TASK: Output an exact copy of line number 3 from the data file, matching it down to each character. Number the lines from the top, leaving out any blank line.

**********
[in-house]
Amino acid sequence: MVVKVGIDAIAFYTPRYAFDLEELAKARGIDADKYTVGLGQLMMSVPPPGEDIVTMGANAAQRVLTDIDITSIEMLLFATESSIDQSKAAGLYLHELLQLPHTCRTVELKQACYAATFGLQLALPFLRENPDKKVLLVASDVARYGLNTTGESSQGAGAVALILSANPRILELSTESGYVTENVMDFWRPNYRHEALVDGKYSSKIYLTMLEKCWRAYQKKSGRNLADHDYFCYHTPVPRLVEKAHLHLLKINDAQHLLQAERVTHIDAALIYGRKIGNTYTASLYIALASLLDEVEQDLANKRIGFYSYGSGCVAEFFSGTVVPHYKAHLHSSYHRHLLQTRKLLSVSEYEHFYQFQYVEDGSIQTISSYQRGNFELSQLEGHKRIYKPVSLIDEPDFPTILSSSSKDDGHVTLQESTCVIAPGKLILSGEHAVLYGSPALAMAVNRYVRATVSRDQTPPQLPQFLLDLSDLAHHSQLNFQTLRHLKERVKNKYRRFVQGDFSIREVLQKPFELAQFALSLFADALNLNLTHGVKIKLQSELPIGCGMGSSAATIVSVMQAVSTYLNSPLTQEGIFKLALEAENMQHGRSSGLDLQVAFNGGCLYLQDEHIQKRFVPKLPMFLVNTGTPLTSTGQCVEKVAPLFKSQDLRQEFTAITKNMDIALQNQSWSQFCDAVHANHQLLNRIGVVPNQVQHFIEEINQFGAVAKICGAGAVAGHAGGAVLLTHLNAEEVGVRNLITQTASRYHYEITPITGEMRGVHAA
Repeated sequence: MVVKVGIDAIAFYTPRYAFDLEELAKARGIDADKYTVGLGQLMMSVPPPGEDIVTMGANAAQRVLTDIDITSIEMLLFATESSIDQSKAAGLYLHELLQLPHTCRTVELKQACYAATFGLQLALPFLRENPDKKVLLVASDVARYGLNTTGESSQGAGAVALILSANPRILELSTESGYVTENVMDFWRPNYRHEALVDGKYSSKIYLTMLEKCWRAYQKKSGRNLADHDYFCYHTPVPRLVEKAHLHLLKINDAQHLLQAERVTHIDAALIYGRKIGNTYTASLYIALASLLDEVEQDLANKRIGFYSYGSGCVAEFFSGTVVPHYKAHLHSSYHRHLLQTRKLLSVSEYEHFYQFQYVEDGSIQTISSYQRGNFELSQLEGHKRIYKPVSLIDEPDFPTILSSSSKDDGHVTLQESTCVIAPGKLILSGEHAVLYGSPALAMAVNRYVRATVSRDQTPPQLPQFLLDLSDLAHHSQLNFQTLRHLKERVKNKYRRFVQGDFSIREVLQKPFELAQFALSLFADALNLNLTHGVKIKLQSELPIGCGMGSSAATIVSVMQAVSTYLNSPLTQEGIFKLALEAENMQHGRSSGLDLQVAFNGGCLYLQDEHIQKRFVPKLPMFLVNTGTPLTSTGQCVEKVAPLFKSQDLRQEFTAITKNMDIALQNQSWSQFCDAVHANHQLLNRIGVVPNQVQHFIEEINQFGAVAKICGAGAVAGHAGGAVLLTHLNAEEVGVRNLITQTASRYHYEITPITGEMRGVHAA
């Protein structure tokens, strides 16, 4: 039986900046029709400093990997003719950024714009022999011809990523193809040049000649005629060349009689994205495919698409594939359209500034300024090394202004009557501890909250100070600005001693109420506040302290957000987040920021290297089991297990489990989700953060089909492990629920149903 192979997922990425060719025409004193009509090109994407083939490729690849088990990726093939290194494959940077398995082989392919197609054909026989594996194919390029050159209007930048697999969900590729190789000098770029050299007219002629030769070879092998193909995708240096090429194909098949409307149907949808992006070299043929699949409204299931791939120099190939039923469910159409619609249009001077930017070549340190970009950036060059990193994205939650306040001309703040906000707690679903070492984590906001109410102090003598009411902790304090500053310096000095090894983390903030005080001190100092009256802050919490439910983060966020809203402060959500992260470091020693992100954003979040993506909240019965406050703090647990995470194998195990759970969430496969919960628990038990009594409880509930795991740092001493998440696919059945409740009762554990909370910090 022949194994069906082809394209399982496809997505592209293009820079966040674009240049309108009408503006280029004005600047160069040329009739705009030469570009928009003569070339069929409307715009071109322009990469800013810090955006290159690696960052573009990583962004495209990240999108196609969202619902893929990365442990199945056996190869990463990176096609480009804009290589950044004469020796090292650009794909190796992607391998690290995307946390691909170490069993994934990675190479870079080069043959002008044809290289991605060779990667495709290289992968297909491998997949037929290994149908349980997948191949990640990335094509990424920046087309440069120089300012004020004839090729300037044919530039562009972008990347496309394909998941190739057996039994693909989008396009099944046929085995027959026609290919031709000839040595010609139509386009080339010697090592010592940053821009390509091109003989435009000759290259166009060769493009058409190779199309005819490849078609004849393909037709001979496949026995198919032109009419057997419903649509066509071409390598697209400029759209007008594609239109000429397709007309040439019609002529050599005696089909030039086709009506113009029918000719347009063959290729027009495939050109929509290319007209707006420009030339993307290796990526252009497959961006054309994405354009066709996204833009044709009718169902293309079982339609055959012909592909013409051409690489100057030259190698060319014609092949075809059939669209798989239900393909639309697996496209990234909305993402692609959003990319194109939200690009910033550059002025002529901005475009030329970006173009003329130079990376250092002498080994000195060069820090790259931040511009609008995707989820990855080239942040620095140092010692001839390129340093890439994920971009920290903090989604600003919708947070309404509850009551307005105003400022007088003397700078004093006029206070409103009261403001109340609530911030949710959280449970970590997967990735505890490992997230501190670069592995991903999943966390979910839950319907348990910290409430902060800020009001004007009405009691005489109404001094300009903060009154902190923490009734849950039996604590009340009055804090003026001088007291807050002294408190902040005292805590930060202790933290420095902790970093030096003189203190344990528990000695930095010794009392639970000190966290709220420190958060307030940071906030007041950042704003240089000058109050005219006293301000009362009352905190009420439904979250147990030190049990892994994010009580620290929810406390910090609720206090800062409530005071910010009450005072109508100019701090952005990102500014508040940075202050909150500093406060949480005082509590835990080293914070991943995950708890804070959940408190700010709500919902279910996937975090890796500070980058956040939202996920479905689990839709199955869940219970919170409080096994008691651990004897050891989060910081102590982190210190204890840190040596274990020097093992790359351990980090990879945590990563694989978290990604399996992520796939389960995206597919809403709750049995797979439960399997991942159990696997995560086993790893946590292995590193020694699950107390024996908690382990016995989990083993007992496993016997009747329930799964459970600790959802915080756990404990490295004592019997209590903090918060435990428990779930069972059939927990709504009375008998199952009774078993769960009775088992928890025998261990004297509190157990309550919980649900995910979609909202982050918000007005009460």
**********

Repeated sequence: MVVKVGIDAIAFYTPRYAFDLEELAKARGIDADKYTVGLGQLMMSVPPPGEDIVTMGANAAQRVLTDIDITSIEMLLFATESSIDQSKAAGLYLHELLQLPHTCRTVELKQACYAATFGLQLALPFLRENPDKKVLLVASDVARYGLNTTGESSQGAGAVALILSANPRILELSTESGYVTENVMDFWRPNYRHEALVDGKYSSKIYLTMLEKCWRAYQKKSGRNLADHDYFCYHTPVPRLVEKAHLHLLKINDAQHLLQAERVTHIDAALIYGRKIGNTYTASLYIALASLLDEVEQDLANKRIGFYSYGSGCVAEFFSGTVVPHYKAHLHSSYHRHLLQTRKLLSVSEYEHFYQFQYVEDGSIQTISSYQRGNFELSQLEGHKRIYKPVSLIDEPDFPTILSSSSKDDGHVTLQESTCVIAPGKLILSGEHAVLYGSPALAMAVNRYVRATVSRDQTPPQLPQFLLDLSDLAHHSQLNFQTLRHLKERVKNKYRRFVQGDFSIREVLQKPFELAQFALSLFADALNLNLTHGVKIKLQSELPIGCGMGSSAATIVSVMQAVSTYLNSPLTQEGIFKLALEAENMQHGRSSGLDLQVAFNGGCLYLQDEHIQKRFVPKLPMFLVNTGTPLTSTGQCVEKVAPLFKSQDLRQEFTAITKNMDIALQNQSWSQFCDAVHANHQLLNRIGVVPNQVQHFIEEINQFGAVAKICGAGAVAGHAGGAVLLTHLNAEEVGVRNLITQTASRYHYEITPITGEMRGVHAA